When the train reached Linz in Austria, west of Vienna, the Jews were ordered off the train. Panic spread when they were told they would be sent to showers for disinfection. By that time they had heard about the “showers” in the death camps and feared they were about to be murdered. But showers they indeed turned out to be.
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When the train reached the border with Germany, rumors again spread that the train was going to be detoured to Auschwitz. But it continued in the direction of Hannover, stopping at a station near the Bergen-Belsen concentration camp.
Originally built as a “stalag” camp for prisoners of war, this was to be home for most of the inhabitants of the Kastner rescue train for the next six months. It is still not clear why they were interned there; it may have been because of internal disagreements within the German regime about what to do with them. The original plan of sending the train to Barcelona was no longer an option, as the Allies were bombing rail tracks throughout German and France.
At Bergen-Belsen there were no horrific insects to afflict the Kastner passengers as there had been in the Budapest camps. For the first few weeks they refused to eat the awful camp food, living off provisions they had brought with them from Budapest among their belongings. Instead, they passed their rations to Dutch and Polish POWs in neighboring sections of the camp. Once their own food from home was gone, they had no choice but to live off the camp rations, and hunger was rampant.
The passengers split themselves into different camp “communities” and “movements.” There were “congregations” of every religious stripe, from the Satmars to the Neologs, Hungary’s analogue to the Reform and Conservative movements of the West. Even the communist atheists had a “congregation” that held its own Yom Kippur service. The Satmar Rebbe ended every Sabbath prayer service by singing “Ani Maamin,” a song about the anticipated arrival of the Messiah, with tears running down his face.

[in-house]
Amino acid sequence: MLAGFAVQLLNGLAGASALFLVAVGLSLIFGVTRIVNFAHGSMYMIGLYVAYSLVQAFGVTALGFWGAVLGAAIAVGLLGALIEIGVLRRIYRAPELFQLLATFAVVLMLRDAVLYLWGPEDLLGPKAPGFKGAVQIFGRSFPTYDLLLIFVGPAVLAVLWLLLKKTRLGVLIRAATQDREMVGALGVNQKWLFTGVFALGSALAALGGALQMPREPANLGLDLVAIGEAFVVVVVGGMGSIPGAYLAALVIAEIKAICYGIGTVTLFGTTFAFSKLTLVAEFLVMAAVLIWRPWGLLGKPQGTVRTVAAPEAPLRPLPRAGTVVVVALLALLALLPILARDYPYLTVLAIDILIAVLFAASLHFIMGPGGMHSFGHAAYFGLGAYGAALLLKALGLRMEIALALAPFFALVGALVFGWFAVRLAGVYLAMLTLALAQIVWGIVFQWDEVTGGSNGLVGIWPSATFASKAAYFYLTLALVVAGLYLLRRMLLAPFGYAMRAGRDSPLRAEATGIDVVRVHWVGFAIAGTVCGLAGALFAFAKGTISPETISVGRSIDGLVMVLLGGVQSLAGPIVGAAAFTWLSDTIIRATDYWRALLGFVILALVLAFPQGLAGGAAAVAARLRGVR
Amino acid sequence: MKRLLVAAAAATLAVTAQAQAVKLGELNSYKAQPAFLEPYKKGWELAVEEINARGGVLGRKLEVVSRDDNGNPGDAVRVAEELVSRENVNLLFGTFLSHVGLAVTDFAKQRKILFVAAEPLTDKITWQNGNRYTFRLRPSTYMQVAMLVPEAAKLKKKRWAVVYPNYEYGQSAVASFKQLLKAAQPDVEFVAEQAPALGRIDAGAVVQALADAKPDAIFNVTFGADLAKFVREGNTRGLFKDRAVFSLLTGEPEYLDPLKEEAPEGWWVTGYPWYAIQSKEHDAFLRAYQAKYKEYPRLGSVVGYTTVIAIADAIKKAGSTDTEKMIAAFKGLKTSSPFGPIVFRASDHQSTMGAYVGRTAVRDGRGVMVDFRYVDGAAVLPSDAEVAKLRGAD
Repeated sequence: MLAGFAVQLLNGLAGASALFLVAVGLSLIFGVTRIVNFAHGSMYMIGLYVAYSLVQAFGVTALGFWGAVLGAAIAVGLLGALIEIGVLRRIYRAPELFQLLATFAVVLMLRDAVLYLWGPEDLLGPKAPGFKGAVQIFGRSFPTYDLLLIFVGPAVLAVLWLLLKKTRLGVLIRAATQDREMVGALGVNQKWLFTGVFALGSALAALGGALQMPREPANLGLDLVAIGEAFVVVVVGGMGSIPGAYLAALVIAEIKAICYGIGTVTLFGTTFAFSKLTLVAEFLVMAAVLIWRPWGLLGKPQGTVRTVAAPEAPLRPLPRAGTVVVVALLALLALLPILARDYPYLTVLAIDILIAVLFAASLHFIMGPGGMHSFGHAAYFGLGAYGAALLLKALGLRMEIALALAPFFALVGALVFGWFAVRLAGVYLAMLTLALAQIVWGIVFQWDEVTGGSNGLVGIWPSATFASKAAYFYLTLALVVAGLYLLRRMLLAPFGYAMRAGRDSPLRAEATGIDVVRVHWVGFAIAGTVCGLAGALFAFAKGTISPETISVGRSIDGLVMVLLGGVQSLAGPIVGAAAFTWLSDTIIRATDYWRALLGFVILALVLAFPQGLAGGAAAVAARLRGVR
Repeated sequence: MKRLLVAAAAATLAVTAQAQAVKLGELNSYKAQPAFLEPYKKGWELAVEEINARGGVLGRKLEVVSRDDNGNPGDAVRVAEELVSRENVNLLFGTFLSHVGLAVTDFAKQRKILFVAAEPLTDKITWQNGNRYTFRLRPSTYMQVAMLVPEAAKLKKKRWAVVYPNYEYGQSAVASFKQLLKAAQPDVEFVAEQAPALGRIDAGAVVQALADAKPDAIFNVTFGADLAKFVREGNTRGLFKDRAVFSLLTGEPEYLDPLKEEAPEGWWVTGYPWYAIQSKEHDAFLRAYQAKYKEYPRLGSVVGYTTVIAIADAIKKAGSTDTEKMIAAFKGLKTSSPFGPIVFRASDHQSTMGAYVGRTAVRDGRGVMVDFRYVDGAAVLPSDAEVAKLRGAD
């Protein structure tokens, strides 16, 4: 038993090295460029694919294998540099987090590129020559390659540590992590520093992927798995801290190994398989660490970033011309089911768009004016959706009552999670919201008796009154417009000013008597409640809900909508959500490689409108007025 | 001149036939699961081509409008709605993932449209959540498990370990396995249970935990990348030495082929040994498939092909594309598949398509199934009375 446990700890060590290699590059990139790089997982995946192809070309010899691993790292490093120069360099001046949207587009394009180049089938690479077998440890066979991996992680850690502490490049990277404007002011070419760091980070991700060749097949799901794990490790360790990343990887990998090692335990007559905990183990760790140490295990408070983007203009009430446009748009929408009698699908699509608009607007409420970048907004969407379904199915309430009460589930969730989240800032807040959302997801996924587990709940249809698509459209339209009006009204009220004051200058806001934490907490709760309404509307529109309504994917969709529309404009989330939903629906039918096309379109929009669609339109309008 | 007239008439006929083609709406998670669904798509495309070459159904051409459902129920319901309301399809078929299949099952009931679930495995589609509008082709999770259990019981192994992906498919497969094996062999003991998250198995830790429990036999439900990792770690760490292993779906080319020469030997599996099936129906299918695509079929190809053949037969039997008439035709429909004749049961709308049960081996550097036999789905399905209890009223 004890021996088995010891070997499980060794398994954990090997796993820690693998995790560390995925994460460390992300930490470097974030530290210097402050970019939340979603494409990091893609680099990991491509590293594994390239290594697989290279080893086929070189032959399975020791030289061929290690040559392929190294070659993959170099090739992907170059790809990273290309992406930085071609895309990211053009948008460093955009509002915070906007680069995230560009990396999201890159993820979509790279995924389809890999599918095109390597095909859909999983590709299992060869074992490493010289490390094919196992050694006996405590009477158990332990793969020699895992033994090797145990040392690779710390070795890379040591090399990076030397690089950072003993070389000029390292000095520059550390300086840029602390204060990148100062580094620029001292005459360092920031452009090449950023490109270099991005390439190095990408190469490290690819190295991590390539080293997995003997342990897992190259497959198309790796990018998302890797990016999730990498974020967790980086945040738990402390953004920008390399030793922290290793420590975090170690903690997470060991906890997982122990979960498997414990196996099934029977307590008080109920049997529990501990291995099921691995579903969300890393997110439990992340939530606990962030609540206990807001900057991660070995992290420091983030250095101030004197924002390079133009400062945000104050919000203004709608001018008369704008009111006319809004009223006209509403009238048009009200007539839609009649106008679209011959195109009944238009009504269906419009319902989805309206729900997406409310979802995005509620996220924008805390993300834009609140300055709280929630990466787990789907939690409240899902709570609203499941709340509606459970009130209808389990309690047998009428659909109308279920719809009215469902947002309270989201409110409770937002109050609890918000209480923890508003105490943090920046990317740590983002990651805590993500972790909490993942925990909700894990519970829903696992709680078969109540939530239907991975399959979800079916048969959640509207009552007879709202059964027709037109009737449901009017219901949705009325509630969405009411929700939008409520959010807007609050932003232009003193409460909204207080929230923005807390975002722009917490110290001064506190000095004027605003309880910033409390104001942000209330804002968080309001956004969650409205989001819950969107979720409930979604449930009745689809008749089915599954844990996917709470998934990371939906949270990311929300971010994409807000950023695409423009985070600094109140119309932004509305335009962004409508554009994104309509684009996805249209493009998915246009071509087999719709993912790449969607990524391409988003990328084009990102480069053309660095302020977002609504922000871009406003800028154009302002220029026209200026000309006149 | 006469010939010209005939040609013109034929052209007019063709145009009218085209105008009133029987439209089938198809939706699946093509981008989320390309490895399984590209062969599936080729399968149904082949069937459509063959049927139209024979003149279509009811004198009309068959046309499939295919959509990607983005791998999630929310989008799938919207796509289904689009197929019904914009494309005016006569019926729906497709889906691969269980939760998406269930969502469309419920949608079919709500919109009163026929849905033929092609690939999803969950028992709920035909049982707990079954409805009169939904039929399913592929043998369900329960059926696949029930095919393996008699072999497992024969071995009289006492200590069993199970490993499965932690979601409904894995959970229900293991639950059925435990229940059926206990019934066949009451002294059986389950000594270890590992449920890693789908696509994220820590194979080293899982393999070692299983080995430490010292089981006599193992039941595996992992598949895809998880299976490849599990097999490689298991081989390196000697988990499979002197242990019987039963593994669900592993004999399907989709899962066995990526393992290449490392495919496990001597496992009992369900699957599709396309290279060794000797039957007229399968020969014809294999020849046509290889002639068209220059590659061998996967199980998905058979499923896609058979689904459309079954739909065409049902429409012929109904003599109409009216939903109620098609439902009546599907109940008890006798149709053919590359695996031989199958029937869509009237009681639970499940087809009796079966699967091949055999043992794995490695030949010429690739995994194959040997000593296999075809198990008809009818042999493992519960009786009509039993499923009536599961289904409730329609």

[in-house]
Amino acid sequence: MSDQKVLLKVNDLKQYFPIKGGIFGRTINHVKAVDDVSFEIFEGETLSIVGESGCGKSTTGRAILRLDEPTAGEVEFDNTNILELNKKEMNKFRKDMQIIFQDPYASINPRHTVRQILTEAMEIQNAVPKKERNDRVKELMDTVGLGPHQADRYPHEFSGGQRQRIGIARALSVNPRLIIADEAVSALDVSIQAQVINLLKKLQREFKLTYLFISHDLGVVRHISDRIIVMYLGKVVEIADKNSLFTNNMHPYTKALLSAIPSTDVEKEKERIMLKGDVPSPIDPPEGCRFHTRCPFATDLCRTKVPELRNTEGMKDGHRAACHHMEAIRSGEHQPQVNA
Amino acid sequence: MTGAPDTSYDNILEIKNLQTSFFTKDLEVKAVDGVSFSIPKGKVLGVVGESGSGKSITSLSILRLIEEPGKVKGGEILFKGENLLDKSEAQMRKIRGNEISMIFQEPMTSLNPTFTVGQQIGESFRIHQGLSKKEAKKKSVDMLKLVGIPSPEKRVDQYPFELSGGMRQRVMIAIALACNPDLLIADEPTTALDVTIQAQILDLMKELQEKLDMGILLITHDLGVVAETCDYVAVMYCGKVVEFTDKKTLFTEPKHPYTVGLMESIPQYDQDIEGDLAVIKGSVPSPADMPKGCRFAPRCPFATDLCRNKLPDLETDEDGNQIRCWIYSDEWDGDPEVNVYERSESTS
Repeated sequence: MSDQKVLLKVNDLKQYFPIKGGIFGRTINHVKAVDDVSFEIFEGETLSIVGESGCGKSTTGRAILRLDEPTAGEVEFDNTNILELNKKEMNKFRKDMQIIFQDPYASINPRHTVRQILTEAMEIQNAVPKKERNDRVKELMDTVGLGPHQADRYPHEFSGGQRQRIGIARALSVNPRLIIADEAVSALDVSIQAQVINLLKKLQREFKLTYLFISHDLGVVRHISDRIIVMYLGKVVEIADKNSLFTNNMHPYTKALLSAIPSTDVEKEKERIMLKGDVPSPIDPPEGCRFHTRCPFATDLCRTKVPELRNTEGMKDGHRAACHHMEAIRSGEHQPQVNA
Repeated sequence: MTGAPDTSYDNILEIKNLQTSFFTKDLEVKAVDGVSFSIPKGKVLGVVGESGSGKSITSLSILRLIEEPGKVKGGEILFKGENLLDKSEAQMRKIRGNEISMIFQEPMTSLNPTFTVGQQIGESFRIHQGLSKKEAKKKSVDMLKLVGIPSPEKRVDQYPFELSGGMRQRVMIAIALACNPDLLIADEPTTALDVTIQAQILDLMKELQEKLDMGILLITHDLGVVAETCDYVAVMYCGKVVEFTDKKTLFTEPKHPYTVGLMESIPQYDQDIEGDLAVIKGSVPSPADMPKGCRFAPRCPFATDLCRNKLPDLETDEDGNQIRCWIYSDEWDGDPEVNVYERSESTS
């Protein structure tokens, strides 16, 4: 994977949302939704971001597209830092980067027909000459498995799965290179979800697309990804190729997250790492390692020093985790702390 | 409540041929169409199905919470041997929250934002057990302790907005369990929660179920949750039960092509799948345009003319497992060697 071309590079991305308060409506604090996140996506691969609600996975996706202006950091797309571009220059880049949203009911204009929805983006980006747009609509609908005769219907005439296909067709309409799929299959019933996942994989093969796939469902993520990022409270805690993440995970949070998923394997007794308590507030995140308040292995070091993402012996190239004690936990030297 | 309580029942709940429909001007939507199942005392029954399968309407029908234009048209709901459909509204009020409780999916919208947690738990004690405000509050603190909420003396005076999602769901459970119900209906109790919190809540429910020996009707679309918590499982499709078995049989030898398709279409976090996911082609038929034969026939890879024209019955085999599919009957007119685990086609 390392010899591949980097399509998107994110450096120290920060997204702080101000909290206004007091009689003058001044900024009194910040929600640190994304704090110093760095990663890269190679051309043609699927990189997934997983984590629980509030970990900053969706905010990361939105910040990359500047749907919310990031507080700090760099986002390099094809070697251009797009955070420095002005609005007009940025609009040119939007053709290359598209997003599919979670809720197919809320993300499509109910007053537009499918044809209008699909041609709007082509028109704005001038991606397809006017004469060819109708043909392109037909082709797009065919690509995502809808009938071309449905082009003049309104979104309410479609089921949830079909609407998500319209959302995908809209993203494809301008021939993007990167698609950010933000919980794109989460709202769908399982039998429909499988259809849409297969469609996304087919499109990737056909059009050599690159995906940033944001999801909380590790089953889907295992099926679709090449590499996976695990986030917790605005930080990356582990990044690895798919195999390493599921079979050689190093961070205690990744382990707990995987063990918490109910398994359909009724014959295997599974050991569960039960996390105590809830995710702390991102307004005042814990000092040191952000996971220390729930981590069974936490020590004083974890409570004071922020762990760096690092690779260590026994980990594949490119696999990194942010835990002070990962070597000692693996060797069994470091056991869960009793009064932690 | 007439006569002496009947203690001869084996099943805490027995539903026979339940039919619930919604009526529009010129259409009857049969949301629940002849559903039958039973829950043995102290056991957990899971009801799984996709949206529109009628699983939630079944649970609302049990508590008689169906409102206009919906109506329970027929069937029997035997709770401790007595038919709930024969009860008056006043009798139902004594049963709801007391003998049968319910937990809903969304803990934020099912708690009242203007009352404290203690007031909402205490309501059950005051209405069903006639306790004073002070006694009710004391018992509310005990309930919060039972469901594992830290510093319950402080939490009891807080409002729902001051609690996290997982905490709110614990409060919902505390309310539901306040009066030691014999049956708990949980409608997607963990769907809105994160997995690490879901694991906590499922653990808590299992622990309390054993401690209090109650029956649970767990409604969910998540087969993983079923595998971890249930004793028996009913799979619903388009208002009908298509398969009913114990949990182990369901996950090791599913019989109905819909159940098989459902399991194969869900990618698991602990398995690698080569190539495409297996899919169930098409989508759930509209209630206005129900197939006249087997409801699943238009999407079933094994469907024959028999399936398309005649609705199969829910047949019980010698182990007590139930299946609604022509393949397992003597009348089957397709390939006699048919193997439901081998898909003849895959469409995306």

The Zionist movements were also represented in the camp. Kohn joined the Marxist Hashomer Hatzair for three days, thanks to an attractive girl who was leading it, but left in anger when she threw his cap onto a sand mound. While retrieving the cap he spotted a group of young people in the yard studying Talmud.
He introduced himself and joined their group, spending much of the remaining time in the camp with them, studying, playing chess, getting into mischief. One member of the group was Yehuda Blum, later to serve as Israel’s ambassador to the United Nations.
They gave each other “classes” in different subjects. The boy who taught the others physics, Joachim Joseph, would become one of Israel’s leading atomic scientists. (Joseph kept a Torah scroll from the camp when he was released and later gave it to Israeli astronaut Ilan Ramon to carry with him into space; billions of people saw it in the broadcast from the rocket.)
Strangely, Kohn felt safe here. His worst fear was to be alone, but here he lived with his uncle, mother, and grandmother. Allied bombers could often be seen overhead.
One evening, they were ordered to gather their belongings and report to the assembly yard. Again panic spread, as they feared they were to be sent off for extermination. They were loaded onto a train and told it was going to Switzerland. The train reached the Swiss frontier the next day and simply stopped. Earlier trains carrying refugees had been turned back after being refused admission by Switzerland. But, perhaps due to Western pressure, this train was eventually allowed through.
In Switzerland, warm clothing and food and blankets awaited the passengers, even some Swiss chocolate. They were shuffled about from camp to hostel inside Switzerland. Eventually they were sent to Italy by train and allowed to board a ship to Palestine. Kohn’s happiest moment was when the ship pulled into the port of Haifa. They could see Hebrew on the signs, flags with a Jewish star, and the port workers tossed Israeli oranges onto the ship.
It was in Israel that year that he celebrated his bar mitzvah. It was also where the family received word of the fate of his father. On a death march from Linz to Vienna, the exhausted man could walk no farther and dared to sit down. An SS guard shot him to death.
About the Author: Steven Plaut is a professor at the University of Haifa. He can be contacted at email@example.com.
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